-1
$\begingroup$

Let $f:[0,\infty )\rightarrow R$ a real valued continous function such that: $f(x)\neq 0 \quad \forall x>0 \quad$ and

${ (f(x)) }^{ 2 }=2\int _{ 0 }^{ x }{ f(t)dt } \quad \forall x\ge 0$.

Prove that $f(x)=x\quad \forall x\ge 0$.

$\endgroup$
  • $\begingroup$ I tried to try deriving on both sides and reaching the conclusion that f '(x) =1 but I think it is wrong $\endgroup$ – JuanCamilo Sep 25 '16 at 20:19
  • $\begingroup$ No you are right. Now integrate both sides. $\endgroup$ – Extremal Sep 25 '16 at 20:24
  • $\begingroup$ But as we know that f is indeed differentiable in the domain? $\endgroup$ – JuanCamilo Sep 25 '16 at 20:28
  • $\begingroup$ Can you show that if $f$ has one sign and $f^2$ is differentiable then $f$ is also differentiable? (The bad thing that can happen if all you know is that $f^2$ is differentiable is very rapid switching of signs, for example $f(x)=\begin{cases} 1 & x \in \mathbb{Q} \\ -1 & x \not \in \mathbb{Q} \end{cases}$.) $\endgroup$ – Ian Sep 25 '16 at 20:31
2
$\begingroup$

$$f(x)f'(x) = f(x) ~\forall x \ge 0.$$

If $x > 0$ then $f'(x) = 1.$ So, $f(x) = x + c$, where $c$ is a constant.

If $x = 0$ then $f(0) = 0.$

So, $c = 0.$ And then, $f(x) = x.$

$\endgroup$
  • $\begingroup$ once it is continuous its integral is derivable. Once $f(x)^2$ is equal to one derivable function the claim follows. $\endgroup$ – L.F. Cavenaghi Sep 25 '16 at 20:31
  • 1
    $\begingroup$ it's true, thanks $\endgroup$ – JuanCamilo Sep 25 '16 at 20:34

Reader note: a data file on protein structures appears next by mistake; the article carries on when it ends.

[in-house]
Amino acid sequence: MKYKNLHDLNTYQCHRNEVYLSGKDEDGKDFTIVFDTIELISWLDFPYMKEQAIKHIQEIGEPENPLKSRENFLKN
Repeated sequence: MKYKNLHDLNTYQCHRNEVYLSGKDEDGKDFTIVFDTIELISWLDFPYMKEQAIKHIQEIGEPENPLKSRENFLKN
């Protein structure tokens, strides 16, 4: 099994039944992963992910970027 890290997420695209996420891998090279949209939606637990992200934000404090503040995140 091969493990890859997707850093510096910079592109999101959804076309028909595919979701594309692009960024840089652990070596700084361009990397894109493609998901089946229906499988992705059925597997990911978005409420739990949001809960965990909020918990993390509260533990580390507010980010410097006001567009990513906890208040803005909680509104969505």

• $\begingroup$ @frusciante14 It's slightly more complicated than that, because $(f^2)'$ can exist even when $f'$ does not exist, such as in the example I gave in the comments. But this requires sign changes in $f$ which are prohibited by the continuity assumption. $\endgroup$ – Ian Sep 25 '16 at 20:47
  • $\begingroup$ @Ian, the function you stated is not even integrable $\endgroup$ – L.F. Cavenaghi Sep 26 '16 at 0:53
  • 1
    $\begingroup$ @frusciante14 I know. But my point is that "if $f^2$ is differentiable then $f$ is differentiable" is not at all true. However, if $f$ is continuous at $x_0$, $f(x_0) \neq 0$ and $g(x)=(f(x))^2$ is differentiable at $x_0$, then $f$ is differentiable at $x_0$, with $f'(x_0)=\frac{g'(x_0)}{2f(x_0)}$. Things break if you drop any of these hypotheses, which is why I was saying it is a bit more complicated than you made it sound. $\endgroup$ – Ian Sep 26 '16 at 1:21

Your Answer

By clicking “Post Your Answer”, you agree to our terms of service, privacy policy and cookie policy

Not the answer you're looking for? Browse other questions tagged or ask your own question.